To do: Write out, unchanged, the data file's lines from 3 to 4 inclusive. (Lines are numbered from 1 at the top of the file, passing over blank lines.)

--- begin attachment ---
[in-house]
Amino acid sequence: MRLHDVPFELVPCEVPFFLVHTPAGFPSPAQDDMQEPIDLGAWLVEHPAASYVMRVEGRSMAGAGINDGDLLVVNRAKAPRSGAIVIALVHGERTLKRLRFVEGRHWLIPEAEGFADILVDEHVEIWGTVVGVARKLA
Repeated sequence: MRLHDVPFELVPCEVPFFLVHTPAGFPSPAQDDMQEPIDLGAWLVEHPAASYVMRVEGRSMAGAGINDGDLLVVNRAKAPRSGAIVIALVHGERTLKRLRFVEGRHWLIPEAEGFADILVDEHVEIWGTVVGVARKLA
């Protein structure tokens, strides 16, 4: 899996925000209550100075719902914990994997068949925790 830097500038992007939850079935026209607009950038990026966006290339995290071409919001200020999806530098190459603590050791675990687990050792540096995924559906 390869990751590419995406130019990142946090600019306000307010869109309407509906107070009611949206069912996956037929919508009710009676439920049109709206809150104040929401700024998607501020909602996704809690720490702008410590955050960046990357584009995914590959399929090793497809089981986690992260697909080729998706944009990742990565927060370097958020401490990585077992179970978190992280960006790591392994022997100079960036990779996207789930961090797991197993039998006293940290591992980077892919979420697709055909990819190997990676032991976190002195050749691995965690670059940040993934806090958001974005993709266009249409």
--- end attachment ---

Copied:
Repeated sequence: MRLHDVPFELVPCEVPFFLVHTPAGFPSPAQDDMQEPIDLGAWLVEHPAASYVMRVEGRSMAGAGINDGDLLVVNRAKAPRSGAIVIALVHGERTLKRLRFVEGRHWLIPEAEGFADILVDEHVEIWGTVVGVARKLA
């Protein structure tokens, strides 16, 4: 899996925000209550100075719902914990994997068949925790 830097500038992007939850079935026209607009950038990026966006290339995290071409919001200020999806530098190459603590050791675990687990050792540096995924559906 390869990751590419995406130019990142946090600019306000307010869109309407509906107070009611949206069912996956037929919508009710009676439920049109709206809150104040929401700024998607501020909602996704809690720490702008410590955050960046990357584009995914590959399929090793497809089981986690992260697909080729998706944009990742990565927060370097958020401490990585077992179970978190992280960006790591392994022997100079960036990779996207789930961090797991197993039998006293940290591992980077892919979420697709055909990819190997990676032991976190002195050749691995965690670059940040993934806090958001974005993709266009249409």